Squad is given according to the club's official site,[4] and composed from players who playing in the main squad team as of 1 September 2015.

Note: Flags indicate national team as defined under FIFA eligibility rules. Players may hold more than one non-FIFA nationality.

No. Position Player
1 Croatia GK Krševan Santini
3 Belarus DF Mikhail Sivakov
4 Ukraine MF Ihor Chaykovskyi
5 Ukraine DF Artem Hordiyenko
6 Ukraine MF Mykyta Kamenyuka (captain)
8 Ukraine MF Vyacheslav Tankovskyi (on loan from Shakhtar)
9 Ukraine FW Artur Zahorulko (on loan from Shakhtar)
10 Georgia (country) FW Jaba Lipartia
16 Ukraine DF Hryhoriy Yarmash
18 Ukraine MF Ruslan Malinovskyi (on loan from Shakhtar)
20 Ukraine MF Oleksandr Karavayev (on loan from Shakhtar)
22 Serbia MF Željko Ljubenović
23 Ukraine MF Kyrylo Doroshenko
No. Position Player
24 Ukraine MF Dmytro Hrechyshkin (on loan from Shakhtar)
27 Ukraine DF Ihor Kalinin
28 Ukraine FW Pylyp Budkivskyi (on loan from Shakhtar)
29 Ukraine MF Andriy Totovytskyi (on loan from Shakhtar)
30 Ukraine GK Mykyta Shevchenko (on loan from Shakhtar)
34 Ukraine MF Ivan Petryak
36 Ukraine GK Andriy Poltavtsev
39 Ukraine DF Yevhen Opanasenko
44 Ukraine DF Vyacheslav Checher
49 Ukraine FW Dmytro Lukanov
57 Ukraine DF Oleh Boroday
91 Ukraine GK Ihor Levchenko
99 Ukraine DF Andriy Pylyavskyi


Out on loan[edit]

Note: Flags indicate national team as defined under FIFA eligibility rules. Players may hold more than one non-FIFA nationality.

No. Position Player
Ukraine MF Oleksandr Batyschev (on loan to Belshina Bobruisk)
Ukraine MF Mykhaylo Shershen (on loan to Kremin Kremenchuk)
No. Position Player
Ukraine FW Yaroslav Kvasov (on loan to Sillamäe Kalev)

Most capped players[edit]

No. Name Playing period League Cup Europe Total
1 Anatoliy Kuksov 1969-1985 424 89 4 517
2 Yuriy Kolesnikov 1977-1992 (w/breaks) 382 81 0 461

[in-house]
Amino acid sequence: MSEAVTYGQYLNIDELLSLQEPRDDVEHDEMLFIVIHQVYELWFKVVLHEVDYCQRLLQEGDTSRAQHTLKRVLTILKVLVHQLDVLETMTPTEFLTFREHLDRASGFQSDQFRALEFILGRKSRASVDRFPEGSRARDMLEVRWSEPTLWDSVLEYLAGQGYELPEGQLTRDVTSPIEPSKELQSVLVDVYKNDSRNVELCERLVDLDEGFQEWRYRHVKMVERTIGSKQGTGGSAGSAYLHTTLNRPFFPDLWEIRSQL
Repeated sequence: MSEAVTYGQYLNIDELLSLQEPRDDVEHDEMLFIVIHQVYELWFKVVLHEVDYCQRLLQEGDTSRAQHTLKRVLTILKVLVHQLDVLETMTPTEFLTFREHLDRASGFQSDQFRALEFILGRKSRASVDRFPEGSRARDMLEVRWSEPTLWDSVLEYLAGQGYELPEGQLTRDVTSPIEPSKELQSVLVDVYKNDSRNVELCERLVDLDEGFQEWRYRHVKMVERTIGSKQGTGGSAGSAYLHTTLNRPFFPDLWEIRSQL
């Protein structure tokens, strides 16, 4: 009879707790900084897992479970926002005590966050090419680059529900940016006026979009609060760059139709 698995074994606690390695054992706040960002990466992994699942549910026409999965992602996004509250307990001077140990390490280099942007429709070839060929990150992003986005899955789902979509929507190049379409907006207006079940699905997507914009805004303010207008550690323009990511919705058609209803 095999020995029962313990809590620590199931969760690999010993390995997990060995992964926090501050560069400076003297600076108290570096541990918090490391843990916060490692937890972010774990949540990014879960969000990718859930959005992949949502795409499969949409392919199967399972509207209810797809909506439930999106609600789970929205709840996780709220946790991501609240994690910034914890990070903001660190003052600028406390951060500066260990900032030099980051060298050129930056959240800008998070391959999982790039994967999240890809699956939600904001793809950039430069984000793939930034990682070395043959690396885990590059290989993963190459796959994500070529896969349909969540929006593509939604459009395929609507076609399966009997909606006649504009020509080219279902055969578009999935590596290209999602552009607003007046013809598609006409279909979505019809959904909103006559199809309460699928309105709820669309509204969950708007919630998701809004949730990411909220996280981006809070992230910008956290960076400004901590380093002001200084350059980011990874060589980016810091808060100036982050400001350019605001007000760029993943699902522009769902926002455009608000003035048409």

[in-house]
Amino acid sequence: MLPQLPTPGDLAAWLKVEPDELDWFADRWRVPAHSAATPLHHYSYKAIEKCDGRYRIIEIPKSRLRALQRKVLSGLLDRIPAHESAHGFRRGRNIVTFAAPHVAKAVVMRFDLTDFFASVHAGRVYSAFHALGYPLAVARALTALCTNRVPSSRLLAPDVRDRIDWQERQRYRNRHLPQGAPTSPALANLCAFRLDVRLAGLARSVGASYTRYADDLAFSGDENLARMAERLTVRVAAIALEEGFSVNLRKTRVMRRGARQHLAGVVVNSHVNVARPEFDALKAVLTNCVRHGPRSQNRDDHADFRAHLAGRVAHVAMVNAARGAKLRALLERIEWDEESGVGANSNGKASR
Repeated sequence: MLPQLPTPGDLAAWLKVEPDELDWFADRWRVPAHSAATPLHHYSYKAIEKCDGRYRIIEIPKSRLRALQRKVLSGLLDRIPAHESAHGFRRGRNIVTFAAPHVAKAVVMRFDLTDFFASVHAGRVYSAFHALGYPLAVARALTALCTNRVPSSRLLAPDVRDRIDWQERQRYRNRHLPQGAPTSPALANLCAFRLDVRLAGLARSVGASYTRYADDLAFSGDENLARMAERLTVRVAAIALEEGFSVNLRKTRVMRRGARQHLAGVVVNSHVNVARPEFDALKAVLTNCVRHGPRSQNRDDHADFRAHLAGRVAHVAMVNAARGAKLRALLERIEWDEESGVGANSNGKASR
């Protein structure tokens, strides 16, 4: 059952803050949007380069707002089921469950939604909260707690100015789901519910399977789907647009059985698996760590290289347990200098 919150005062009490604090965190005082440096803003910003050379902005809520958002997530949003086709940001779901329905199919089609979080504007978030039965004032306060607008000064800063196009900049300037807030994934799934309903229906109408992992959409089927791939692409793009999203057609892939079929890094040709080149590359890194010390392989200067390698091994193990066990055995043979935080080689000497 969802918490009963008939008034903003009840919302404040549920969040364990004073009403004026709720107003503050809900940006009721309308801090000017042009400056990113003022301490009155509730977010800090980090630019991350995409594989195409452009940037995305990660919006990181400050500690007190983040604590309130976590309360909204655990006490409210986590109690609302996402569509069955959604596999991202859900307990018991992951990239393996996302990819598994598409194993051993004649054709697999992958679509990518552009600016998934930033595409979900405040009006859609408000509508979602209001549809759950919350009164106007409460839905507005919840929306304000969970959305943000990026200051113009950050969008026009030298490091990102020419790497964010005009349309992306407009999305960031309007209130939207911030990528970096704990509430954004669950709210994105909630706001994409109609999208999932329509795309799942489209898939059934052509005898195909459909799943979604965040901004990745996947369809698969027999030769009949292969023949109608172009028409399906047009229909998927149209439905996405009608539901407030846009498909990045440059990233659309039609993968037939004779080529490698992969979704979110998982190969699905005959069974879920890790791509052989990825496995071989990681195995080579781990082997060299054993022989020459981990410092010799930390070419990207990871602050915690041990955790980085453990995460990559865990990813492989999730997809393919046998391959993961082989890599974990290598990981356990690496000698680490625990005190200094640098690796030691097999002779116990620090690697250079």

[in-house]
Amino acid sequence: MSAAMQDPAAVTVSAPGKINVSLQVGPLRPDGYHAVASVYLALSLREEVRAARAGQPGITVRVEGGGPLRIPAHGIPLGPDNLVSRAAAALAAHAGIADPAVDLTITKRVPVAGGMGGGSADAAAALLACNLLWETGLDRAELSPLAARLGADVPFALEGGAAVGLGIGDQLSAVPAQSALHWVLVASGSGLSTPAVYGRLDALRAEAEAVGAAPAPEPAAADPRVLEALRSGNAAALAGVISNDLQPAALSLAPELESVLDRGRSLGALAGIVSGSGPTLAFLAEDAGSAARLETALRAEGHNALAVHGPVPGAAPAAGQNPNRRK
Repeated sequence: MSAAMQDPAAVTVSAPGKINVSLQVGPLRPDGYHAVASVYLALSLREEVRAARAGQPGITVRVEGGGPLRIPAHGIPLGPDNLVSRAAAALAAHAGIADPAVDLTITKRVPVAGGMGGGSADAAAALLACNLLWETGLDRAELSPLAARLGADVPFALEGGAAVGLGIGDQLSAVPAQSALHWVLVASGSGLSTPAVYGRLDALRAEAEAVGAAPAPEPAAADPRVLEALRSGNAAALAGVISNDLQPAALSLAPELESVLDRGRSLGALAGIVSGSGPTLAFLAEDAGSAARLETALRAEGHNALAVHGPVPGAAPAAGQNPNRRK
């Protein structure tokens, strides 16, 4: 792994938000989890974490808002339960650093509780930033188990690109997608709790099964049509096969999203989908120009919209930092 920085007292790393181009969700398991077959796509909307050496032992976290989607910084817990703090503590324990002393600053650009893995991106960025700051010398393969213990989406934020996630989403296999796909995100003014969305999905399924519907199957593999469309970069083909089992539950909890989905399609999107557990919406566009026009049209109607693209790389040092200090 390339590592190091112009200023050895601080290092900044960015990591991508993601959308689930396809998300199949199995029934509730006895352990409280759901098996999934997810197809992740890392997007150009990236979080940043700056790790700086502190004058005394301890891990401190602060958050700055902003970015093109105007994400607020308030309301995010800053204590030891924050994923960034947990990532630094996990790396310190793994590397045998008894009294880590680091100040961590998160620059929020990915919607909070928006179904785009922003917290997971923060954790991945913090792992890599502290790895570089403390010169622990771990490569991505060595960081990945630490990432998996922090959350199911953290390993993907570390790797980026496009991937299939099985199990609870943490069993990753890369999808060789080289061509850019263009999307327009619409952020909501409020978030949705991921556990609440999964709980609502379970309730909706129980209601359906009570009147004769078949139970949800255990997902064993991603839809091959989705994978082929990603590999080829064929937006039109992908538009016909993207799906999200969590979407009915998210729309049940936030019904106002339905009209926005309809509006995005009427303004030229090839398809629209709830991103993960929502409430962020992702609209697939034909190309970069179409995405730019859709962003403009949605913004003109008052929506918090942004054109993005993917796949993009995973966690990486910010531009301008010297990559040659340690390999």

3 Oleksandr Tkachenko 1967-1987 (w/breaks) 370 33 4 407
4 Oleksandr Zhuravlyov 1965-1979 316 34 2 352
5 Oleksandr Malyshenko 1978-1996 318 18 0 336
6 Vitaliy Tarasenko 1982-1990 323 10 0 333
7 Valeriy Galustov 1959-1968 326 4 0 330
8 Viktor Kuznetsov 1968-1979 272 42 4 318
9 Yuriy Yaroshenko 1982-1990 304 11 0 315
10 Serhiy Yarmolych 1984-1996 (w/breaks) 306 5 0 311

Top scoring players[edit]

No. Name Playing period League Cup Europe Total
1 Oleksandr Malyshenko 1978-1996 121 3 0 124
2 Anatoliy Kuksov 1969-1985 89 7 1 97
3 Yuriy Kolesnikov 1977-1992 (w/breaks) 81 7 0 88
4 Timerlan Guseinov 1985-1993 (w/breaks) 66 2 0 68
5 Aleksandr Gulevsky 1957-1961 61 0 0 61
6 Viktor Kuznetsov 1968-1979 40 10 1 51
7 Yuriy Yaroshenko 1982-1990 47 1 0 48
8 Ihor Balaba 1960-1968 42 2 0 44
9 Yuriy Yeliseyev 1970-1977 36 7 0 43
7 Yevgeniy Volchenkov 1961-1964 40 1 0 41

Coaches[edit]

   

Longest serving coaches[edit]

Last Updated after 2014/15 season

No. Name Time period G W D L GS GA Achievement
1 Vadym Dobizha 1980-1988 (w/breaks) 259 114 55 90 358 331 10/24 (1987 Second Division)
2 German Zonin 1962-1972 (w/breaks) 178 77 62 39 241 149 Champion (1972 First Division)